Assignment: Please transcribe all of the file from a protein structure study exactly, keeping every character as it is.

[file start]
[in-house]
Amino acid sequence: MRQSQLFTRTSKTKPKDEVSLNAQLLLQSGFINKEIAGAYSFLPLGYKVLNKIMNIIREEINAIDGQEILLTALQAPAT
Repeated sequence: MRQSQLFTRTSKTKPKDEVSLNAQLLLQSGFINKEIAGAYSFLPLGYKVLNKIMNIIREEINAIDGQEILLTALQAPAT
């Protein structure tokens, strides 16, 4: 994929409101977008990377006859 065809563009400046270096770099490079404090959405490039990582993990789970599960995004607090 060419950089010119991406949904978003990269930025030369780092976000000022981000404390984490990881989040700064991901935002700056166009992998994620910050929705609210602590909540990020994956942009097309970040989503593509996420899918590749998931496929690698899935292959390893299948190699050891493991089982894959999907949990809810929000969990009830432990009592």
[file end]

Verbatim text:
[in-house]
Amino acid sequence: MRQSQLFTRTSKTKPKDEVSLNAQLLLQSGFINKEIAGAYSFLPLGYKVLNKIMNIIREEINAIDGQEILLTALQAPAT
Repeated sequence: MRQSQLFTRTSKTKPKDEVSLNAQLLLQSGFINKEIAGAYSFLPLGYKVLNKIMNIIREEINAIDGQEILLTALQAPAT
């Protein structure tokens, strides 16, 4: 994929409101977008990377006859 065809563009400046270096770099490079404090959405490039990582993990789970599960995004607090 060419950089010119991406949904978003990269930025030369780092976000000022981000404390984490990881989040700064991901935002700056166009992998994620910050929705609210602590909540990020994956942009097309970040989503593509996420899918590749998931496929690698899935292959390893299948190699050891493991089982894959999907949990809810929000969990009830432990009592």